Small leap into the past: in 2018 you had seven slick tire compounds available, from super hard to hypersoft. When did you realize they were a bit too much? Why didn’t this solution work?
“We have a shared document which lists a series of tire characteristics which must be respected. These include the level of degradation for each of the compounds available and the delta time hard/medium, medium/soft and so on. These numbers are simulated: we, the teams, the FIA and the FOM carry out virtual tests and see what the delta is, we compare the data, a thousand proposals are made, and then we arrive at the common one, but it is done on paper, it is not something that you know it will work 100%, also because you race on more than 20 different tracks. At one point we found ourselves in a situation in which we said to ourselves that to achieve these objectives we needed to homologate more compounds, otherwise we risk being outside certain parameters in some circuits, and thus we will also have the possibility and flexibility to select three to our liking. At the time there were all the names, there were no hard, medium and soft for each Grand Prix, but we could also skip a level if necessary.”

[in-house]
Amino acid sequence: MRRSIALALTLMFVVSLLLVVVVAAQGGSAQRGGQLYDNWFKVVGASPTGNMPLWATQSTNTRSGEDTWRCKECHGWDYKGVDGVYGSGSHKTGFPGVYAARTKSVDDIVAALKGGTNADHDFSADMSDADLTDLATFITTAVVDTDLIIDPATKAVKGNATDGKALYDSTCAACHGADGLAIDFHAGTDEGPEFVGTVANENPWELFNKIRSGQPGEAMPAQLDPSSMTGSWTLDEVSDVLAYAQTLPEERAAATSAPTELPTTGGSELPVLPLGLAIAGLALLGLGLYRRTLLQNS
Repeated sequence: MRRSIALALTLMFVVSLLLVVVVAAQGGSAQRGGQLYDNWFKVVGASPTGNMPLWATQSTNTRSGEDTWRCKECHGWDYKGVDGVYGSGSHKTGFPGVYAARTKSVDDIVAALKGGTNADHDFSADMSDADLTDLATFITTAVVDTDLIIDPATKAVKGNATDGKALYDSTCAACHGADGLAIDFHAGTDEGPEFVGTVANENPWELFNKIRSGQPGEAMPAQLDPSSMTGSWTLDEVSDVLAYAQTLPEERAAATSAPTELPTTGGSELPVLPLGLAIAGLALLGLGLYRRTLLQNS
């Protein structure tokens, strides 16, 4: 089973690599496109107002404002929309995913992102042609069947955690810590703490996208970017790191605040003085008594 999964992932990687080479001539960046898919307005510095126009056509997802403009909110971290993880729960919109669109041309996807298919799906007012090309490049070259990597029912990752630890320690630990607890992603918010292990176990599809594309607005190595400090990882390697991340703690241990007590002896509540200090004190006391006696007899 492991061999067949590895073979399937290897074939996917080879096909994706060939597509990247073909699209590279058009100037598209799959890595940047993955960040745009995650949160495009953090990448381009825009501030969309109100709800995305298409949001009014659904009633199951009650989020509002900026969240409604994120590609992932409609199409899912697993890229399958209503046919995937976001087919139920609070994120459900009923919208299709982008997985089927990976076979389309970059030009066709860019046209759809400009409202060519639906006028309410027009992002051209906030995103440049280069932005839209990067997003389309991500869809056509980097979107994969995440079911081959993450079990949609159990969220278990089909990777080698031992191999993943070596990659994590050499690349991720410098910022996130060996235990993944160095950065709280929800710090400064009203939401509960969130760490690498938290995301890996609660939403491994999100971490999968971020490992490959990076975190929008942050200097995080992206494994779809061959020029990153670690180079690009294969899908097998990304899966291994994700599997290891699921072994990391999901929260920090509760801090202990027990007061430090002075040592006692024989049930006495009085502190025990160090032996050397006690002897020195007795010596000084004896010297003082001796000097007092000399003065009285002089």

In that regard, it was interesting to skip one, or even two compound levels for each weekend.
“We also did it in 2022: you know that a new C1 has been introduced (harder tire in the Pirelli range, ed) because last year’s worked very well on some tracks, there was the right difference with the C2, while in others, such as Barcelona, it didn’t light up, and therefore all the teams went to C2 and C3, avoiding the hardest one because it didn’t have the optimal level of grip. In developing the new C1 we found a product that we believe works well on those tracks where the old one didn’t work. So it was decided to homologate six compounds instead of five, let’s keep the old C1, it will become C0, and we’ll probably reuse it on the tracks where it went well, so you’ll see C0, C2 and C3 on certain tracks, on other C1, C2 and C3. If the development is faster than we think we also have the possibility to do C0, C1 and C2. There will be much more flexibility, then it is clear that there will always be a balance between the number of homologated compounds and combinations, because you cannot homologate 25, you don’t even have the time to develop them, but in 2018 we reached seven to try to have the possibility of reaching a target at every track, and this reasoning was made this year with the introduction of the sixth compound”.